MODERATE EGG CONSUMPTION AND ALL-CAUSE AND SPECIFIC-CAUSE MORTALITY IN THE EPIC-SPAIN STUDY | 108454
Journal of Community Medicine & Health Education
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Dietary guidelines for egg consumption for general population differ among public health agencies. Our aim was to investigate
the association between egg intake and both all-cause and specific-cause of mortality in a Mediterranean population. The
European Prospective Investigation into Cancer and Nutrition (EPIC)-Spain cohort included 40,621 men and women aged 29-69
years old in the nineties from 5 Spanish regions. Data on egg consumption was collected using a validated diet history at baseline.
Cox proportional hazards models, adjusted for confounders, were used in the analyses. The mean egg consumption was 22.0g/d in
women and 30.9g/d and men. After a mean of 18 years of follow-up, 3,561 deaths were recorded, of whom 1,694 were from cancer,
761 from CVD, and 870 from other causes. No association was observed between egg consumption and all-cause mortality for the
highest vs the lowest quartile (HR = 1.01; 95% CI 0.91-1.11; P-trend = 0.96). Likewise, no association was observed with cancer and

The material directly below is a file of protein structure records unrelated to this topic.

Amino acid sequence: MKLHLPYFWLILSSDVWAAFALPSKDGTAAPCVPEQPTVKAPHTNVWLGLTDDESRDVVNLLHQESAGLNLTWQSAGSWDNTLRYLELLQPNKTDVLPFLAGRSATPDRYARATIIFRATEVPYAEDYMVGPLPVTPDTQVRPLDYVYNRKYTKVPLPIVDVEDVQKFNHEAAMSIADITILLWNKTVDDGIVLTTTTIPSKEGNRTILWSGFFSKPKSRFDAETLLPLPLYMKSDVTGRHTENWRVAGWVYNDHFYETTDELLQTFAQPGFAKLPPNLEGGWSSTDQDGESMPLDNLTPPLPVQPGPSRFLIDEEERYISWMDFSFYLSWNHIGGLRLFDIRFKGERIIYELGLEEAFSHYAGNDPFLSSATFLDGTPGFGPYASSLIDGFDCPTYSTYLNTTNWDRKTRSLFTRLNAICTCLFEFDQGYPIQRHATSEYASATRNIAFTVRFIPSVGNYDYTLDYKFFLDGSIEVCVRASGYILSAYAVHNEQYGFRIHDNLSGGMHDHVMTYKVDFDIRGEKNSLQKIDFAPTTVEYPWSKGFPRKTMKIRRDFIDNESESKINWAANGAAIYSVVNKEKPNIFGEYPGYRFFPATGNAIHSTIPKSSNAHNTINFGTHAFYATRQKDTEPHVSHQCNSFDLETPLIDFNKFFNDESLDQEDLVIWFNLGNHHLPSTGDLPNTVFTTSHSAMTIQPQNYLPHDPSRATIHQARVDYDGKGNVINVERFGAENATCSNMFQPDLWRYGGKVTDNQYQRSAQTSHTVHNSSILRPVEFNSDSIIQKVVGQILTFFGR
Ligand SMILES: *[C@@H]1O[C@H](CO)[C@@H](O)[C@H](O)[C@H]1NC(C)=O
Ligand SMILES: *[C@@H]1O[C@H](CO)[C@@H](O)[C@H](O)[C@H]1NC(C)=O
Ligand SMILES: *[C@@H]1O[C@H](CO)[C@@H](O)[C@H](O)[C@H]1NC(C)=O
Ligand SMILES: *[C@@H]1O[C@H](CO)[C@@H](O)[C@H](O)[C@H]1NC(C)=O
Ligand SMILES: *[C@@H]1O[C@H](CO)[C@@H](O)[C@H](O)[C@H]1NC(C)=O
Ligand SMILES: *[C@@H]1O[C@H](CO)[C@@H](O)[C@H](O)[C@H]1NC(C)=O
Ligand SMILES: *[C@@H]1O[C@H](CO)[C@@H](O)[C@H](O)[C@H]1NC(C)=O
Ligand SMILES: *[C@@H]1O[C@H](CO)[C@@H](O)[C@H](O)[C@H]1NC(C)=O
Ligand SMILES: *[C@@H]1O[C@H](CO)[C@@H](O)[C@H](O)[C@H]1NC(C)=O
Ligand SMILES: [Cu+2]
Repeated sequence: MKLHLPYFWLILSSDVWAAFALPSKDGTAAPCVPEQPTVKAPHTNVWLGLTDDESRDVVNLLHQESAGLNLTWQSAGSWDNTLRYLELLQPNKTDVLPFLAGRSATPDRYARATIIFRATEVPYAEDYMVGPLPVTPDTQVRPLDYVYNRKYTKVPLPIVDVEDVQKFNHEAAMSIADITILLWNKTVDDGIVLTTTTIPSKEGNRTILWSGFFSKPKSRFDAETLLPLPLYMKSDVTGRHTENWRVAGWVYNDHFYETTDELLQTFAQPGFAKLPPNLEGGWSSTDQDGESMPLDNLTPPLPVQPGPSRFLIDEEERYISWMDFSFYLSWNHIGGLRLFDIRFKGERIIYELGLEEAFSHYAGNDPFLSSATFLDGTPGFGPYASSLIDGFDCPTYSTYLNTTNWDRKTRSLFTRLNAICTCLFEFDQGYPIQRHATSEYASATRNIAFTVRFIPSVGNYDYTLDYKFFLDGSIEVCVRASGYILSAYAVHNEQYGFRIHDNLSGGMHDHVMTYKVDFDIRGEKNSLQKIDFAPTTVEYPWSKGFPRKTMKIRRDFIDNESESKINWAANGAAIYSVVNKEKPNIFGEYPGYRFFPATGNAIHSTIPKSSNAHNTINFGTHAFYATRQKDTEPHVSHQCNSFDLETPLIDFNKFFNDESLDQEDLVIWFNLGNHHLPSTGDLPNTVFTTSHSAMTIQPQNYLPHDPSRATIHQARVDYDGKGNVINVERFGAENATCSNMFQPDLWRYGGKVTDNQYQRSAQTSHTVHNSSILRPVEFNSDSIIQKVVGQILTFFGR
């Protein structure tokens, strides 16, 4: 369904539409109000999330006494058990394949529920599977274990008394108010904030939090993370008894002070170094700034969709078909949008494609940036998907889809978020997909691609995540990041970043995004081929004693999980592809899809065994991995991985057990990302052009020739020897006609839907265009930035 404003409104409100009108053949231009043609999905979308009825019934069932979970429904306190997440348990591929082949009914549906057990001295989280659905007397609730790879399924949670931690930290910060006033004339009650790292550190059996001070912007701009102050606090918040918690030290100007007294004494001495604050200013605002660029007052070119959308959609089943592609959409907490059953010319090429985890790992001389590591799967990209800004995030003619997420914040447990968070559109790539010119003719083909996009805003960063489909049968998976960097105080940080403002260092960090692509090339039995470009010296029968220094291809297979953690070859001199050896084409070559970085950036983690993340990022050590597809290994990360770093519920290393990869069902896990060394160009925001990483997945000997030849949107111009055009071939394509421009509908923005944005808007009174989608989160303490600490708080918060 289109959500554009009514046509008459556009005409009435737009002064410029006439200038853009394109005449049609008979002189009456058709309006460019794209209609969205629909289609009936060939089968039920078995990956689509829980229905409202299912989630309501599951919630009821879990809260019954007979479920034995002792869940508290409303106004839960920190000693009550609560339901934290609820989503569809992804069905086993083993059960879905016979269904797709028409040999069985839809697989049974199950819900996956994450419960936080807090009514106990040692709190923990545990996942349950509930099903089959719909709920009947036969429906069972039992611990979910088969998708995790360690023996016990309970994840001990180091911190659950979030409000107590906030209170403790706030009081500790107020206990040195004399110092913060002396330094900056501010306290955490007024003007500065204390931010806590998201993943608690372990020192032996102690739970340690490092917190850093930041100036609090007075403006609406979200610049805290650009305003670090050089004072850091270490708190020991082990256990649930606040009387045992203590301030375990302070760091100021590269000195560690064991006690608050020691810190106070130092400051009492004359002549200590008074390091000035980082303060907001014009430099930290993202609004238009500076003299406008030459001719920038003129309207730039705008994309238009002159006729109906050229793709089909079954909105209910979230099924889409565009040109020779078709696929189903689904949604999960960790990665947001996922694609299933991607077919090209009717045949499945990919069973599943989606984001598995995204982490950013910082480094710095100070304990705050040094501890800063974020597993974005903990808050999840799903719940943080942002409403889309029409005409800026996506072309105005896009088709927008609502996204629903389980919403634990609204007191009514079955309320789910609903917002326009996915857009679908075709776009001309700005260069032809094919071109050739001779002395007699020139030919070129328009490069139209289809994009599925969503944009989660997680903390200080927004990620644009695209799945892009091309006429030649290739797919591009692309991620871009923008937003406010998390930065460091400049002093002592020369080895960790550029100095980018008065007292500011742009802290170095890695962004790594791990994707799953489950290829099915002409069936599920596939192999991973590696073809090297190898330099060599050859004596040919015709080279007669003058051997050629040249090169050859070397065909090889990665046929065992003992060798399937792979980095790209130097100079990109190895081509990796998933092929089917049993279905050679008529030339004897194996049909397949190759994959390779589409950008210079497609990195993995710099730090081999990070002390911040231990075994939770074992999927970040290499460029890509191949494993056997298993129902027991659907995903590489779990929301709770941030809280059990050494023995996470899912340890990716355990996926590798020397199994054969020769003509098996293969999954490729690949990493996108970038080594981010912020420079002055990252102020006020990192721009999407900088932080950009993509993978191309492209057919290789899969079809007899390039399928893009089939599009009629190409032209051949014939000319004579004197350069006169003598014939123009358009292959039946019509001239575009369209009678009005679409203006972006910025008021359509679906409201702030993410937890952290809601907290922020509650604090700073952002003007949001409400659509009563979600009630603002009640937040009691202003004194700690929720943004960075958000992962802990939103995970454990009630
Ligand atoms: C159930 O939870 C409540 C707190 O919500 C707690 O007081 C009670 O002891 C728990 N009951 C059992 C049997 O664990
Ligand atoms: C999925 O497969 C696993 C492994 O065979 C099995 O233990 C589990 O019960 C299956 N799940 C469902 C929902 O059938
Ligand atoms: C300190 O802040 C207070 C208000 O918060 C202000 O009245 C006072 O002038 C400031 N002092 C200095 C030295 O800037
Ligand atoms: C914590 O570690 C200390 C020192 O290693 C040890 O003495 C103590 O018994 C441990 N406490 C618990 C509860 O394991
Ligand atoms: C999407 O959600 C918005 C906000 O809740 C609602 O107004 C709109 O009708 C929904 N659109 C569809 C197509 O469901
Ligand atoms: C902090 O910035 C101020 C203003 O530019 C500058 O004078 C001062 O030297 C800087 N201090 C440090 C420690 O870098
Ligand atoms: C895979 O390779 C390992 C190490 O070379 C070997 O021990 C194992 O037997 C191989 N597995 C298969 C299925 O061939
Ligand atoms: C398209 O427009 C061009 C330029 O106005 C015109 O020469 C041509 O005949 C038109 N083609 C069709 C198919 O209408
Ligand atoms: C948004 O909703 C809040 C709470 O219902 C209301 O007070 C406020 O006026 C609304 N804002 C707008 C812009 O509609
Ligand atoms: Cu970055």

cardiovascular diseases mortality. However, an inverse association was found between egg consumption and deaths for other causes
(HR = 0.76; 95% CI 0.63-0.93; P-trend = 0.003), particularly for deaths from the nervous system (HR = 0.59; 95% CI 0.35-1.00;
P-trend = 0.036). In conclusion, this study shows no association between moderate egg consumption, up to 1 egg per day, and main
causes of mortality in a large free-living Mediterranean population.
Raul Zamora-Ros is graduated in both Nutrition and Food Science and also obtained a master on Statistics and Epidemiology. He earned his PhD in Nutrition from the University of Barcelona in 2008. He did his PostDoc on Nutritional Epidemiology at the IDIBELL, International Agency for Research on Cancer (IARC) and the University of Cambridge, before joining his current position as pricipal investigator at the Unit of Nutrition and Cancer (IDIBELL) since February 2016. He is interested in whether dietary factors, particularly polyphenols and polyphenol-rich foods, are causally associated with the development of chronic diseases. He has published over 80 peer-review articles and above 10 book chapters in his area.